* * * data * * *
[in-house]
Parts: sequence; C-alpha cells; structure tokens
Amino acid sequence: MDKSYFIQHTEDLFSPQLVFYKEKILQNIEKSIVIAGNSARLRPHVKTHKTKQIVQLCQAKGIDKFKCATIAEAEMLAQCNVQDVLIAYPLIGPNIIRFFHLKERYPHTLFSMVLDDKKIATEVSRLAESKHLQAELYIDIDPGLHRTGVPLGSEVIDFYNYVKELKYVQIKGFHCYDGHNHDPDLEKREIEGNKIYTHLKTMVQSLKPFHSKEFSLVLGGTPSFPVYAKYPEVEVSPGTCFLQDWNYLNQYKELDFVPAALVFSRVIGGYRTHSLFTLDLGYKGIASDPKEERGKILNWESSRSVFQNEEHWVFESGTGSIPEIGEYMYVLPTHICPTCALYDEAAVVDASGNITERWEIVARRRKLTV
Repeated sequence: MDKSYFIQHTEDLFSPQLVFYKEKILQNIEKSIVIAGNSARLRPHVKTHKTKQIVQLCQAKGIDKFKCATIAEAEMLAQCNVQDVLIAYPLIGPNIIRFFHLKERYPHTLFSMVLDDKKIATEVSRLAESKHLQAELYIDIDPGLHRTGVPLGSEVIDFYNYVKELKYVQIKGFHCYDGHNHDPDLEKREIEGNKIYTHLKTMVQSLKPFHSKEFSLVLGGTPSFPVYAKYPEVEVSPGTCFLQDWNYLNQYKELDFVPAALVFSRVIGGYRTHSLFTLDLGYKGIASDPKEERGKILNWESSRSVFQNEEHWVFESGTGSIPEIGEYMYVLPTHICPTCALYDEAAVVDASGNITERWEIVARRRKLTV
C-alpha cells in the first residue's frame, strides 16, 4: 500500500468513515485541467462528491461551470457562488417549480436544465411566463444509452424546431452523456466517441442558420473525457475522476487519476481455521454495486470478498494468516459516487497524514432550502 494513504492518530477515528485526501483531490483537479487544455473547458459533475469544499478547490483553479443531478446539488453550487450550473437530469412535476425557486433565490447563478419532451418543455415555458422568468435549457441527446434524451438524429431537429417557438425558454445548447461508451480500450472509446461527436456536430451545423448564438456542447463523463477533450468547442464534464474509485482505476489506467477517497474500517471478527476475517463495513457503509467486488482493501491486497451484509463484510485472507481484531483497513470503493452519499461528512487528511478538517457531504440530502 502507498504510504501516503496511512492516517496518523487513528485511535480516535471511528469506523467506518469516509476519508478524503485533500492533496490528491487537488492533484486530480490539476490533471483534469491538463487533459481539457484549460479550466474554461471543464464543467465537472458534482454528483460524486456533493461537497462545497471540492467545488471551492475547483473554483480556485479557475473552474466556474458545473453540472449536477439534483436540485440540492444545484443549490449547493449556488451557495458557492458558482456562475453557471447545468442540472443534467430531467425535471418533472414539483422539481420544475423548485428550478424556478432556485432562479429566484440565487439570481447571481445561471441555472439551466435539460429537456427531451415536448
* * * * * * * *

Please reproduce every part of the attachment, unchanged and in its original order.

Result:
[in-house]
Parts: sequence; C-alpha cells; structure tokens
Amino acid sequence: MDKSYFIQHTEDLFSPQLVFYKEKILQNIEKSIVIAGNSARLRPHVKTHKTKQIVQLCQAKGIDKFKCATIAEAEMLAQCNVQDVLIAYPLIGPNIIRFFHLKERYPHTLFSMVLDDKKIATEVSRLAESKHLQAELYIDIDPGLHRTGVPLGSEVIDFYNYVKELKYVQIKGFHCYDGHNHDPDLEKREIEGNKIYTHLKTMVQSLKPFHSKEFSLVLGGTPSFPVYAKYPEVEVSPGTCFLQDWNYLNQYKELDFVPAALVFSRVIGGYRTHSLFTLDLGYKGIASDPKEERGKILNWESSRSVFQNEEHWVFESGTGSIPEIGEYMYVLPTHICPTCALYDEAAVVDASGNITERWEIVARRRKLTV
Repeated sequence: MDKSYFIQHTEDLFSPQLVFYKEKILQNIEKSIVIAGNSARLRPHVKTHKTKQIVQLCQAKGIDKFKCATIAEAEMLAQCNVQDVLIAYPLIGPNIIRFFHLKERYPHTLFSMVLDDKKIATEVSRLAESKHLQAELYIDIDPGLHRTGVPLGSEVIDFYNYVKELKYVQIKGFHCYDGHNHDPDLEKREIEGNKIYTHLKTMVQSLKPFHSKEFSLVLGGTPSFPVYAKYPEVEVSPGTCFLQDWNYLNQYKELDFVPAALVFSRVIGGYRTHSLFTLDLGYKGIASDPKEERGKILNWESSRSVFQNEEHWVFESGTGSIPEIGEYMYVLPTHICPTCALYDEAAVVDASGNITERWEIVARRRKLTV
C-alpha cells in the first residue's frame, strides 16, 4: 500500500468513515485541467462528491461551470457562488417549480436544465411566463444509452424546431452523456466517441442558420473525457475522476487519476481455521454495486470478498494468516459516487497524514432550502 494513504492518530477515528485526501483531490483537479487544455473547458459533475469544499478547490483553479443531478446539488453550487450550473437530469412535476425557486433565490447563478419532451418543455415555458422568468435549457441527446434524451438524429431537429417557438425558454445548447461508451480500450472509446461527436456536430451545423448564438456542447463523463477533450468547442464534464474509485482505476489506467477517497474500517471478527476475517463495513457503509467486488482493501491486497451484509463484510485472507481484531483497513470503493452519499461528512487528511478538517457531504440530502 502507498504510504501516503496511512492516517496518523487513528485511535480516535471511528469506523467506518469516509476519508478524503485533500492533496490528491487537488492533484486530480490539476490533471483534469491538463487533459481539457484549460479550466474554461471543464464543467465537472458534482454528483460524486456533493461537497462545497471540492467545488471551492475547483473554483480556485479557475473552474466556474458545473453540472449536477439534483436540485440540492444545484443549490449547493449556488451557495458557492458558482456562475453557471447545468442540472443534467430531467425535471418533472414539483422539481420544475423548485428550478424556478432556485432562479429566484440565487439570481447571481445561471441555472439551466435539460429537456427531451415536448